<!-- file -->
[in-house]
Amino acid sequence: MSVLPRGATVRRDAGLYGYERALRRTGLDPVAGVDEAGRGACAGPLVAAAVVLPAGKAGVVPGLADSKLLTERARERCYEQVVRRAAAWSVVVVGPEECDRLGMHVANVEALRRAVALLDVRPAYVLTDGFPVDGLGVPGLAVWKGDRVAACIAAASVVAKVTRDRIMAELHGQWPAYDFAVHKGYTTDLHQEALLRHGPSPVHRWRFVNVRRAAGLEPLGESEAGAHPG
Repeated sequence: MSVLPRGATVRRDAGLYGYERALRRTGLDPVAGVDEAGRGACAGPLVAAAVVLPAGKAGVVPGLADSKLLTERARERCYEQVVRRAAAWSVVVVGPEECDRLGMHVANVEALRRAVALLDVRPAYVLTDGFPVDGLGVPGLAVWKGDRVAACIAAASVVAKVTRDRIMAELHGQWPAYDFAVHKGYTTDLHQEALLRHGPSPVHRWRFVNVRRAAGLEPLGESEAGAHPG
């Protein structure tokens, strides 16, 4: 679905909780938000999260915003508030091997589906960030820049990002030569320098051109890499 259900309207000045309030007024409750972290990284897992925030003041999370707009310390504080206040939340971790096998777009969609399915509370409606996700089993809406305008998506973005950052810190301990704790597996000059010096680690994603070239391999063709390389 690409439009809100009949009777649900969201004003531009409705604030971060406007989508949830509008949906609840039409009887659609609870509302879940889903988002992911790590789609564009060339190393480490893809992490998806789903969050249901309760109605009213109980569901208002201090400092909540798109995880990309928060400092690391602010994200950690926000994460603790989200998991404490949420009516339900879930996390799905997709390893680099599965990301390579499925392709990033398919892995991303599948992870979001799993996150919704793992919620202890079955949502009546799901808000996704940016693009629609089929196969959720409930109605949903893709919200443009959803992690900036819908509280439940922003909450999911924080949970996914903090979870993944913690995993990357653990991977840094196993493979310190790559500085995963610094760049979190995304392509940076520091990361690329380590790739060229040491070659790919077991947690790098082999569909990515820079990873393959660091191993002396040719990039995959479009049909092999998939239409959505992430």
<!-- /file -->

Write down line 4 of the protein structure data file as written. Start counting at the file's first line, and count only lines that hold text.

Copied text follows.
């Protein structure tokens, strides 16, 4: 679905909780938000999260915003508030091997589906960030820049990002030569320098051109890499 259900309207000045309030007024409750972290990284897992925030003041999370707009310390504080206040939340971790096998777009969609399915509370409606996700089993809406305008998506973005950052810190301990704790597996000059010096680690994603070239391999063709390389 690409439009809100009949009777649900969201004003531009409705604030971060406007989508949830509008949906609840039409009887659609609870509302879940889903988002992911790590789609564009060339190393480490893809992490998806789903969050249901309760109605009213109980569901208002201090400092909540798109995880990309928060400092690391602010994200950690926000994460603790989200998991404490949420009516339900879930996390799905997709390893680099599965990301390579499925392709990033398919892995991303599948992870979001799993996150919704793992919620202890079955949502009546799901808000996704940016693009629609089929196969959720409930109605949903893709919200443009959803992690900036819908509280439940922003909450999911924080949970996914903090979870993944913690995993990357653990991977840094196993493979310190790559500085995963610094760049979190995304392509940076520091990361690329380590790739060229040491070659790919077991947690790098082999569909990515820079990873393959660091191993002396040719990039995959479009049909092999998939239409959505992430």